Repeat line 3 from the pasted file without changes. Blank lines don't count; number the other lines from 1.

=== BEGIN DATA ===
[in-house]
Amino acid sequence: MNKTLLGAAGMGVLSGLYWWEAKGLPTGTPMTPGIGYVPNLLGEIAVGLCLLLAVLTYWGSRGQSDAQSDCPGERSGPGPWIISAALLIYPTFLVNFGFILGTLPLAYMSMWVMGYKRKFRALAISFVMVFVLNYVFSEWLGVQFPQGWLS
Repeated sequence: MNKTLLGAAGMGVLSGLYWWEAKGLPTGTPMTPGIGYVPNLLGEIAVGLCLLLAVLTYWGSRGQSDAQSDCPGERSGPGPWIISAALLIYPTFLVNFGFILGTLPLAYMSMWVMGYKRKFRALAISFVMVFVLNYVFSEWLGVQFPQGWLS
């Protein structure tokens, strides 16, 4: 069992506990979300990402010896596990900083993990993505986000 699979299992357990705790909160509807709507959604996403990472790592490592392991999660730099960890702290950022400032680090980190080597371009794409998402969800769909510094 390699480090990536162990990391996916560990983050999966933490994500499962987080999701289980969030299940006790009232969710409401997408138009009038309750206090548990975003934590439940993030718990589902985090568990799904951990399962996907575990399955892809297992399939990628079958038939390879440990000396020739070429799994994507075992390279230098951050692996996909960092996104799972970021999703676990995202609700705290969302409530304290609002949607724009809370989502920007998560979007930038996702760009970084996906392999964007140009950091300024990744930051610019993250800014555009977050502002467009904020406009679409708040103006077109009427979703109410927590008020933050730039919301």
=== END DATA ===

Repeated sequence: MNKTLLGAAGMGVLSGLYWWEAKGLPTGTPMTPGIGYVPNLLGEIAVGLCLLLAVLTYWGSRGQSDAQSDCPGERSGPGPWIISAALLIYPTFLVNFGFILGTLPLAYMSMWVMGYKRKFRALAISFVMVFVLNYVFSEWLGVQFPQGWLS